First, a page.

As states across the country roll back abortion rights and access to reproductive health care, New York City has moved to expand access to birth control by making long-acting reversible contraception available at city-run clinics and sites.
The City Council approved a bill last week that requires the Department of Health and Mental Hygiene to make emergency contraception and long-acting reversible contraceptives like intrauterine devices available at its health centers, clinics and other health facilities.
This includes emergency contraception, commonly referred to as the morning-after pill, which can be taken up to five days after unprotected sex, intrauterine devices and subdermal contraceptive implants. These birth control methods will be available to any New Yorker that needs it, regardless of insurance or ability to pay for it.
New York doesn't require parental consent for minors to get birth control, and there are no age requirements in this bill.
“This is the sort of pioneering legislation that makes New York City the leader in access to reproductive health care that we know we can be, and that we know we are,” said Councilwoman Carlina Rivera, who sponsored the bill. “And given the tension and the political climate around reproductive justice and access to critical care services, it's our obligation and our responsibility to lead the way.”
It also mandates annual cultural-sensitivity training for the department’s health center employees, including the history of sterilization abuse among women of color, comprehensive and scientifically accurate information about the full range of contraceptive options and implicit and explicit biases that can result in the harm of a patient.
“We knew it would be irresponsible to increase access to LARCs without providing training and education because real access must include fully informed decision making and given our nation's fraught history of forced sterilization, especially for women of color,” Rivera said.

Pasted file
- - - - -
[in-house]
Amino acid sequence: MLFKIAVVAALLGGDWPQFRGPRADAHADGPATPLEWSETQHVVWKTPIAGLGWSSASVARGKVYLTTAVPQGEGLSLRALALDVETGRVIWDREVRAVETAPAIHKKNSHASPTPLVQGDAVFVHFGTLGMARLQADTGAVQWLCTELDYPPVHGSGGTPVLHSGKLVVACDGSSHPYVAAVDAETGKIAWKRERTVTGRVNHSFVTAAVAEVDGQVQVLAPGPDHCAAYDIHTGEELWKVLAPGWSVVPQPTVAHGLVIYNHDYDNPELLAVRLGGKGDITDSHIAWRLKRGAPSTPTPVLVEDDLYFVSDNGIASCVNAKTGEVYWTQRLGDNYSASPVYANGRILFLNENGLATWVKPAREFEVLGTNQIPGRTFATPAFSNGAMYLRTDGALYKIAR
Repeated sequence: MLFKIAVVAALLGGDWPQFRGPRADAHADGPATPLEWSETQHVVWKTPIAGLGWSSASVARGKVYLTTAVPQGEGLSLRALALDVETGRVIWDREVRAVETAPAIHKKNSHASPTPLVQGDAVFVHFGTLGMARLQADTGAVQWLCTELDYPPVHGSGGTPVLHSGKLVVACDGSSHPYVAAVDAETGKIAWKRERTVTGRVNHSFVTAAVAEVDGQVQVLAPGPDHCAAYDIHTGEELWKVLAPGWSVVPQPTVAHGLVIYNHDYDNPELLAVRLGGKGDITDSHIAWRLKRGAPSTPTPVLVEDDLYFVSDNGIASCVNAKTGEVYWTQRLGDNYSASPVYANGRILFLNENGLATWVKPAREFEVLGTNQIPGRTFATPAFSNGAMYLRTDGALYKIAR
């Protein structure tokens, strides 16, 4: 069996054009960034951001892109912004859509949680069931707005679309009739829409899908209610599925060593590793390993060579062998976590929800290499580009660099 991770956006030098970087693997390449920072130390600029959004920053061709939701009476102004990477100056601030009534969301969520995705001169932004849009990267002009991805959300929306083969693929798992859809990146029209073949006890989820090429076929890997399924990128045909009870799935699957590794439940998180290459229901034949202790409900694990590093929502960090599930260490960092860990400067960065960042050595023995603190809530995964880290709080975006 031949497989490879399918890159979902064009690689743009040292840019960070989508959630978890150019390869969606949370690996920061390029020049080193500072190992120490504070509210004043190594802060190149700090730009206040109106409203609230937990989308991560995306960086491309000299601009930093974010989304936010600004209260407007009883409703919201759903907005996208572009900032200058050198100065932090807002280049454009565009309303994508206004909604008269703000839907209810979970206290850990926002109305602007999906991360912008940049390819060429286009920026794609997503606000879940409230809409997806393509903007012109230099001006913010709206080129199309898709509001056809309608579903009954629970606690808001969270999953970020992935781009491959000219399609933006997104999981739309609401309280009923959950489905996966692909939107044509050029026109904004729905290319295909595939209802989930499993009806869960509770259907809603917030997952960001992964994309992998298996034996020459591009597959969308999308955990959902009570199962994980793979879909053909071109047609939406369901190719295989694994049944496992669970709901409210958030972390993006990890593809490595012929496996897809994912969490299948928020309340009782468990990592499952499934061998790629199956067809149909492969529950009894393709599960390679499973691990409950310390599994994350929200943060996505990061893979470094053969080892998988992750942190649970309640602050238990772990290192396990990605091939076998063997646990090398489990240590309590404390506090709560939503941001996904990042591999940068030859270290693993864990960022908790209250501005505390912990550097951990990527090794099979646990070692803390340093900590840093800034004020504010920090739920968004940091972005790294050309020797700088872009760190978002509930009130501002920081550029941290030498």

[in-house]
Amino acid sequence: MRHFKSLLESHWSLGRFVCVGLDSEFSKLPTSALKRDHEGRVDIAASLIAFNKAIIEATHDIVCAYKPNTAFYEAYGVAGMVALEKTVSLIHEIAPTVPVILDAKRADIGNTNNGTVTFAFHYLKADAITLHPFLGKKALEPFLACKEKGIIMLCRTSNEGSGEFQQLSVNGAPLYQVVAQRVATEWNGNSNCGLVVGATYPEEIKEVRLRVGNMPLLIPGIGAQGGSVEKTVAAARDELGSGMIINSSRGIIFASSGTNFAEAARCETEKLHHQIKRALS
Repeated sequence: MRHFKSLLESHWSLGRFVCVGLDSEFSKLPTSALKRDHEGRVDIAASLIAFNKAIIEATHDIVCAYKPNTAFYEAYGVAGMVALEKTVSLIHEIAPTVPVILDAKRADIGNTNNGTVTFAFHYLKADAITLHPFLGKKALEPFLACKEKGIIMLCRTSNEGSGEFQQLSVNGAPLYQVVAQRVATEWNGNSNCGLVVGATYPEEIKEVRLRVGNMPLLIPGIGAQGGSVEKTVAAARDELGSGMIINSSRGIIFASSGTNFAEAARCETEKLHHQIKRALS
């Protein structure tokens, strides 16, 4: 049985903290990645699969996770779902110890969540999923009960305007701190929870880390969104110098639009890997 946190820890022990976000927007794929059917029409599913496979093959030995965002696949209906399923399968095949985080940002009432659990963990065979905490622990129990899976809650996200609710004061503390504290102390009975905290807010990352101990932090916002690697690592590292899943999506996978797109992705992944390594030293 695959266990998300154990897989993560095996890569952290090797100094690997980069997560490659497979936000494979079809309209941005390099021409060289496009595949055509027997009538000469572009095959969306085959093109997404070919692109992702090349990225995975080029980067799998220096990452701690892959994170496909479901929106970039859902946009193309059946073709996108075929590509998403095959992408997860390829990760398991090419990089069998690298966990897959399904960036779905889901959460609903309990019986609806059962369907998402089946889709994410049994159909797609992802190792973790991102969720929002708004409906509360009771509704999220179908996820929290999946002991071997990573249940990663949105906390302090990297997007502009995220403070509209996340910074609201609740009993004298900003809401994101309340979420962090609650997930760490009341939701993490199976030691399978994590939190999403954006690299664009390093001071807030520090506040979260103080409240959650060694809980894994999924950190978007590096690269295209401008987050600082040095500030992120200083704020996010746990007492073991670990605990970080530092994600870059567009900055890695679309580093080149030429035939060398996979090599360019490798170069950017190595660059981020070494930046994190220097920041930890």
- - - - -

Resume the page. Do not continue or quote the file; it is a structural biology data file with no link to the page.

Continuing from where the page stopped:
Currently, there can be delays in same-day access for a person seeking an IUD because of the lack of inventory on-site or because there isn’t an available provider who can administer services, according to advocates.
“LARCs can be particularly hard to get — there's a lot of misinformation about them because they have a pretty sordid past from the 1970s when they were very unsafe,” said Jenna Bimbi, executive director of the New York Birth Control Access Project.
Bimbi said there can also be issues surrounding health insurance, which can also cause further delays.
“A patient could wait days or weeks to get a second appointment if they aren’t offered same-day access or a timely referral to another provider to have an IUD placed,” she said. “Those delays can be the difference between getting the birth control you want and going without it. Not everyone has the flexibility in their schedule to delay a second visit.”
There are eight sexual health clinics in the city operated by DOHMH, four of which are currently operating as COVID clinics. Three of the four sexual health clinics currently offer LARC insertion and removal services.
Once the bill takes effect at the end of 2022, all eight of the sexual health clinics will be required to provide LARC services, and all other DOHMH clinics will be required to provide timely referrals for contraceptive services not offered on-site.